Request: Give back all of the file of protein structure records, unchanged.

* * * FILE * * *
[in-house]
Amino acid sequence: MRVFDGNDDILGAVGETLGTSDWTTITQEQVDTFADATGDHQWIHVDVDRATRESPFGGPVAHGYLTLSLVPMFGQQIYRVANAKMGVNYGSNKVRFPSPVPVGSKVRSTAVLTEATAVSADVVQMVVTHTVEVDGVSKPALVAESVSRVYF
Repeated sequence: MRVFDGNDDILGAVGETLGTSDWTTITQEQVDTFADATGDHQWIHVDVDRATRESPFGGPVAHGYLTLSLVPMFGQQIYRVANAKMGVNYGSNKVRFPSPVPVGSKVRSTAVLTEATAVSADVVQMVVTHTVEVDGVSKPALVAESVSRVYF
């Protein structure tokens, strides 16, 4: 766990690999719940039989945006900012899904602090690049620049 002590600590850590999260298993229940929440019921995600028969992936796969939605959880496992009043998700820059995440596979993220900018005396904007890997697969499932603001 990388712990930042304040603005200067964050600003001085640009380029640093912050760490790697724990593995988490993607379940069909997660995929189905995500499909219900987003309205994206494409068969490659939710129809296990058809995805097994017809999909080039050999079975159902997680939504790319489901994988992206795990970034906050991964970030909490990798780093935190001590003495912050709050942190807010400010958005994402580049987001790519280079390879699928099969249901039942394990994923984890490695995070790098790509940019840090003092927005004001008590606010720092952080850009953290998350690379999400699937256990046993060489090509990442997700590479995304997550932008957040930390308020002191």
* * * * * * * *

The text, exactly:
[in-house]
Amino acid sequence: MRVFDGNDDILGAVGETLGTSDWTTITQEQVDTFADATGDHQWIHVDVDRATRESPFGGPVAHGYLTLSLVPMFGQQIYRVANAKMGVNYGSNKVRFPSPVPVGSKVRSTAVLTEATAVSADVVQMVVTHTVEVDGVSKPALVAESVSRVYF
Repeated sequence: MRVFDGNDDILGAVGETLGTSDWTTITQEQVDTFADATGDHQWIHVDVDRATRESPFGGPVAHGYLTLSLVPMFGQQIYRVANAKMGVNYGSNKVRFPSPVPVGSKVRSTAVLTEATAVSADVVQMVVTHTVEVDGVSKPALVAESVSRVYF
């Protein structure tokens, strides 16, 4: 766990690999719940039989945006900012899904602090690049620049 002590600590850590999260298993229940929440019921995600028969992936796969939605959880496992009043998700820059995440596979993220900018005396904007890997697969499932603001 990388712990930042304040603005200067964050600003001085640009380029640093912050760490790697724990593995988490993607379940069909997660995929189905995500499909219900987003309205994206494409068969490659939710129809296990058809995805097994017809999909080039050999079975159902997680939504790319489901994988992206795990970034906050991964970030909490990798780093935190001590003495912050709050942190807010400010958005994402580049987001790519280079390879699928099969249901039942394990994923984890490695995070790098790509940019840090003092927005004001008590606010720092952080850009953290998350690379999400699937256990046993060489090509990442997700590479995304997550932008957040930390308020002191």